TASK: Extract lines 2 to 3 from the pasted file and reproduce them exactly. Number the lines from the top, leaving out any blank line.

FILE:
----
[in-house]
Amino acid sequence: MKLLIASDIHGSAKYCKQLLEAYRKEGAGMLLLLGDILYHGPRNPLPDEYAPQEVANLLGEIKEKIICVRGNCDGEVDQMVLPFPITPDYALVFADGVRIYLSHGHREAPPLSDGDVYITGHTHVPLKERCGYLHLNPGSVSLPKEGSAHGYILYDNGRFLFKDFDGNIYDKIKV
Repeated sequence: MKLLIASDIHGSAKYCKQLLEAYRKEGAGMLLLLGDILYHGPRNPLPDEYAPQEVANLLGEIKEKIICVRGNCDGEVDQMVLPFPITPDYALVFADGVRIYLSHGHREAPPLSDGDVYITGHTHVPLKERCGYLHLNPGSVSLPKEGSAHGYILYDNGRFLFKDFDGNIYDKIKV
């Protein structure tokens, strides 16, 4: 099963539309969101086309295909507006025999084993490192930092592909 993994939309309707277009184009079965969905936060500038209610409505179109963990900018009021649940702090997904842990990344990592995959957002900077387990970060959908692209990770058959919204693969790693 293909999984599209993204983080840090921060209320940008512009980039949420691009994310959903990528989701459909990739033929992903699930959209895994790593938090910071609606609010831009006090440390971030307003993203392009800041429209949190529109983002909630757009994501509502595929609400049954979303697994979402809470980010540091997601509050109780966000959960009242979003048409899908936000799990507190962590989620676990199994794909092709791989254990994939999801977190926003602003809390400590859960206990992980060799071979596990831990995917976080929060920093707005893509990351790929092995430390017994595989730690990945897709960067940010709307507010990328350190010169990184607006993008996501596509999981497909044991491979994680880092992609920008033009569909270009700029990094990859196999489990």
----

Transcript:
Amino acid sequence: MKLLIASDIHGSAKYCKQLLEAYRKEGAGMLLLLGDILYHGPRNPLPDEYAPQEVANLLGEIKEKIICVRGNCDGEVDQMVLPFPITPDYALVFADGVRIYLSHGHREAPPLSDGDVYITGHTHVPLKERCGYLHLNPGSVSLPKEGSAHGYILYDNGRFLFKDFDGNIYDKIKV
Repeated sequence: MKLLIASDIHGSAKYCKQLLEAYRKEGAGMLLLLGDILYHGPRNPLPDEYAPQEVANLLGEIKEKIICVRGNCDGEVDQMVLPFPITPDYALVFADGVRIYLSHGHREAPPLSDGDVYITGHTHVPLKERCGYLHLNPGSVSLPKEGSAHGYILYDNGRFLFKDFDGNIYDKIKV